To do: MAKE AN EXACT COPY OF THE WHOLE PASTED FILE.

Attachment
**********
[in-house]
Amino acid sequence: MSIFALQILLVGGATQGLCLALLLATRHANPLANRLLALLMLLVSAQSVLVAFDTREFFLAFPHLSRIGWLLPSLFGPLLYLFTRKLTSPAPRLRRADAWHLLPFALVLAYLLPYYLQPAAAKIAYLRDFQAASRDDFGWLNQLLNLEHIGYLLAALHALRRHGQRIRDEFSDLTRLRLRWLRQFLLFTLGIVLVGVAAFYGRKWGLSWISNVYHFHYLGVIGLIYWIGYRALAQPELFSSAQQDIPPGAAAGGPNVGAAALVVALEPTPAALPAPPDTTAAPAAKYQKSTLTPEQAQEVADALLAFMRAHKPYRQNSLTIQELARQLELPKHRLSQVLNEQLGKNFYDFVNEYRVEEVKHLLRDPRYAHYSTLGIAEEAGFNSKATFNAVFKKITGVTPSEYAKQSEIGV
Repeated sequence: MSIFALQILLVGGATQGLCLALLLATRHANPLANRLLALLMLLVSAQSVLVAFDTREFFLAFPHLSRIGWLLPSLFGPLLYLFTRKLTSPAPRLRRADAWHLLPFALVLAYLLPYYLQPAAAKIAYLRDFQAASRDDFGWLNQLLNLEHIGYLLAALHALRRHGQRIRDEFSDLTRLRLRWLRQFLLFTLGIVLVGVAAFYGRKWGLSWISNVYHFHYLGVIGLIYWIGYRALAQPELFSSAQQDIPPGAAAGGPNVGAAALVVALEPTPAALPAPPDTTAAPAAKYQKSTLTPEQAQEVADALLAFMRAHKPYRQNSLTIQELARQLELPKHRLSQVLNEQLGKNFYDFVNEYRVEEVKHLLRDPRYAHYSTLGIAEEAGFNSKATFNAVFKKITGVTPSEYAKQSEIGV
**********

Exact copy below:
[in-house]
Amino acid sequence: MSIFALQILLVGGATQGLCLALLLATRHANPLANRLLALLMLLVSAQSVLVAFDTREFFLAFPHLSRIGWLLPSLFGPLLYLFTRKLTSPAPRLRRADAWHLLPFALVLAYLLPYYLQPAAAKIAYLRDFQAASRDDFGWLNQLLNLEHIGYLLAALHALRRHGQRIRDEFSDLTRLRLRWLRQFLLFTLGIVLVGVAAFYGRKWGLSWISNVYHFHYLGVIGLIYWIGYRALAQPELFSSAQQDIPPGAAAGGPNVGAAALVVALEPTPAALPAPPDTTAAPAAKYQKSTLTPEQAQEVADALLAFMRAHKPYRQNSLTIQELARQLELPKHRLSQVLNEQLGKNFYDFVNEYRVEEVKHLLRDPRYAHYSTLGIAEEAGFNSKATFNAVFKKITGVTPSEYAKQSEIGV
Repeated sequence: MSIFALQILLVGGATQGLCLALLLATRHANPLANRLLALLMLLVSAQSVLVAFDTREFFLAFPHLSRIGWLLPSLFGPLLYLFTRKLTSPAPRLRRADAWHLLPFALVLAYLLPYYLQPAAAKIAYLRDFQAASRDDFGWLNQLLNLEHIGYLLAALHALRRHGQRIRDEFSDLTRLRLRWLRQFLLFTLGIVLVGVAAFYGRKWGLSWISNVYHFHYLGVIGLIYWIGYRALAQPELFSSAQQDIPPGAAAGGPNVGAAALVVALEPTPAALPAPPDTTAAPAAKYQKSTLTPEQAQEVADALLAFMRAHKPYRQNSLTIQELARQLELPKHRLSQVLNEQLGKNFYDFVNEYRVEEVKHLLRDPRYAHYSTLGIAEEAGFNSKATFNAVFKKITGVTPSEYAKQSEIGV